Rob Portman Vote on Passage of S.968: Not Voted Yet
I am writing as your constituent in the 12th Congressional district of Ohio. I oppose S.968 - PROTECT IP Act of 2011, and am tracking it using OpenCongress.org, the free public resource website for government transparency and accountability.
As I have outlined in a blog post to my librarian colleagues (http://dltj.org/article/opposing-protect-ip-act/), I have two overriding reasons for opposing this legislation. First, I think the content creation industry already has enough tools in their arsenal (such as the DMCA) for it to go after legitimate infringements of their rights. That aside, there is a more fundamental reason: this law meddles with the foundational structures of the internet (the Domain Name System in particular), and that can have unexpected consequences. The "Cybersecurity in the Balance: Weighing the Risks of the PROTECT IP Act and the Stop Online Piracy Act" paper from the Brookings Institution goes into more detail about the latter reason. The power of the internet has been — and should continue to be — the transparent, end-to-end nature of the net that enables and promotes creative innovation at the edges of the network. PROTECT-IP and SOPA would add complexity and cloudiness to the core of the internet, and in the end not put a stop to the illegal activity the backers of the bill are seeking to eliminate.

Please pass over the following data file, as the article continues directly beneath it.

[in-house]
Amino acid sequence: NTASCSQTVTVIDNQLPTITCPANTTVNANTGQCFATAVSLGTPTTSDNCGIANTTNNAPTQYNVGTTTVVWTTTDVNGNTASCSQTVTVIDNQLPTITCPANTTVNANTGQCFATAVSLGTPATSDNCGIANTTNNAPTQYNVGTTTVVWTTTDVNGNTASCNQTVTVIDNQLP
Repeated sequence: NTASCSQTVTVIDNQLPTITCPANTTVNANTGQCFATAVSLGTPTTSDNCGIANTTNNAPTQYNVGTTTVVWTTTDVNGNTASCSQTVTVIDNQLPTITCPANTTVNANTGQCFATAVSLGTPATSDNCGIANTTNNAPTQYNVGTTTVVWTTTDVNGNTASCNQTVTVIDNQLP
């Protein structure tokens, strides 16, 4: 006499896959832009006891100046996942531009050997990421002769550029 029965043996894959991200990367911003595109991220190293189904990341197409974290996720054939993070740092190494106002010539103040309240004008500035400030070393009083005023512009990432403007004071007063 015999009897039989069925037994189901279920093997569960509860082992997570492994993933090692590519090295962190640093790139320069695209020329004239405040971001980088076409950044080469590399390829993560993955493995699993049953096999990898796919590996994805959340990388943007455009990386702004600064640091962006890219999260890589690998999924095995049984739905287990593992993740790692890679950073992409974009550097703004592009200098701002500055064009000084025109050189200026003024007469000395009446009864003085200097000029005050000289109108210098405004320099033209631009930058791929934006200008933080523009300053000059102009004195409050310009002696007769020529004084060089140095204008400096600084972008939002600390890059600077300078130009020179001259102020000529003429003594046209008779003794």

I urge you to vote "no" on passage of S.968, the PROTECT IP Act.
Note to Congressional staff & elected officials reading this: this letter was sent through Contact-Congress features on OpenCongress.org, a free public resource website, but in the future we seek to compel the U.S. Congress to adopt fully open technology for constituent communications. For more information how your office can better handle public feedback through an open API and open standards, contact us -- even today, there are significantly more efficient and responsive ways for our elected officials to receive email feedback than the status quo of individual webforms. For greater public accountability in government, we must make the process of writing one's members of Congress more accessible and empowering. Looking ahead, we will release more data from Contact-Congress letters and Congressional response rates back into the public commons. This will result in a new open data source on bills & issues people care about, as well as encourage best practices in constituent communications and make it possible to grade members of Congress on their responsiveness & citizen satisfaction.